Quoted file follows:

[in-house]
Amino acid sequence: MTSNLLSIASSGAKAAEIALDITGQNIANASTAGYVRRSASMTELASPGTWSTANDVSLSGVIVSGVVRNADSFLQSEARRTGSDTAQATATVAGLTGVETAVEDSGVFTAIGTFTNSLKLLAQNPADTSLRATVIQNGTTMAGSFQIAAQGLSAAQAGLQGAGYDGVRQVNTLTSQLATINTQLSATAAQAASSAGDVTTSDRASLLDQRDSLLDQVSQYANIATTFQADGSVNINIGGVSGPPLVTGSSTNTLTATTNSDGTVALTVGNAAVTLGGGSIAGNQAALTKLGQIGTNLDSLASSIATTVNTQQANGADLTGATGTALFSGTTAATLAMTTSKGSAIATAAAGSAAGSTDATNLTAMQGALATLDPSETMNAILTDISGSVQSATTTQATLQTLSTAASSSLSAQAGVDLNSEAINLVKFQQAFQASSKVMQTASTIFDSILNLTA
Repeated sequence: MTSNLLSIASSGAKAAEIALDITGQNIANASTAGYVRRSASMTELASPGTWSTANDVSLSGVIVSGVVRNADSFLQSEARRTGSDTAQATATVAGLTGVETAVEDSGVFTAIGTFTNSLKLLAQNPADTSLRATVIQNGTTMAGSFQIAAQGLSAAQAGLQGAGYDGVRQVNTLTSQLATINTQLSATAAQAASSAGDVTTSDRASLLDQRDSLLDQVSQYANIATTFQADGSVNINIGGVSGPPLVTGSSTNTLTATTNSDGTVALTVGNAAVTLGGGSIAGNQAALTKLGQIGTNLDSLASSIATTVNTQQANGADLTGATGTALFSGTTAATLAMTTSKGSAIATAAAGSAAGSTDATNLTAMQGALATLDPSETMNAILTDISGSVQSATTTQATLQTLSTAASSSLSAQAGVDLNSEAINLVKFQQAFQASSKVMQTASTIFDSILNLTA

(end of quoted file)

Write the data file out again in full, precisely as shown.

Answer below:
[in-house]
Amino acid sequence: MTSNLLSIASSGAKAAEIALDITGQNIANASTAGYVRRSASMTELASPGTWSTANDVSLSGVIVSGVVRNADSFLQSEARRTGSDTAQATATVAGLTGVETAVEDSGVFTAIGTFTNSLKLLAQNPADTSLRATVIQNGTTMAGSFQIAAQGLSAAQAGLQGAGYDGVRQVNTLTSQLATINTQLSATAAQAASSAGDVTTSDRASLLDQRDSLLDQVSQYANIATTFQADGSVNINIGGVSGPPLVTGSSTNTLTATTNSDGTVALTVGNAAVTLGGGSIAGNQAALTKLGQIGTNLDSLASSIATTVNTQQANGADLTGATGTALFSGTTAATLAMTTSKGSAIATAAAGSAAGSTDATNLTAMQGALATLDPSETMNAILTDISGSVQSATTTQATLQTLSTAASSSLSAQAGVDLNSEAINLVKFQQAFQASSKVMQTASTIFDSILNLTA
Repeated sequence: MTSNLLSIASSGAKAAEIALDITGQNIANASTAGYVRRSASMTELASPGTWSTANDVSLSGVIVSGVVRNADSFLQSEARRTGSDTAQATATVAGLTGVETAVEDSGVFTAIGTFTNSLKLLAQNPADTSLRATVIQNGTTMAGSFQIAAQGLSAAQAGLQGAGYDGVRQVNTLTSQLATINTQLSATAAQAASSAGDVTTSDRASLLDQRDSLLDQVSQYANIATTFQADGSVNINIGGVSGPPLVTGSSTNTLTATTNSDGTVALTVGNAAVTLGGGSIAGNQAALTKLGQIGTNLDSLASSIATTVNTQQANGADLTGATGTALFSGTTAATLAMTTSKGSAIATAAAGSAAGSTDATNLTAMQGALATLDPSETMNAILTDISGSVQSATTTQATLQTLSTAASSSLSAQAGVDLNSEAINLVKFQQAFQASSKVMQTASTIFDSILNLTA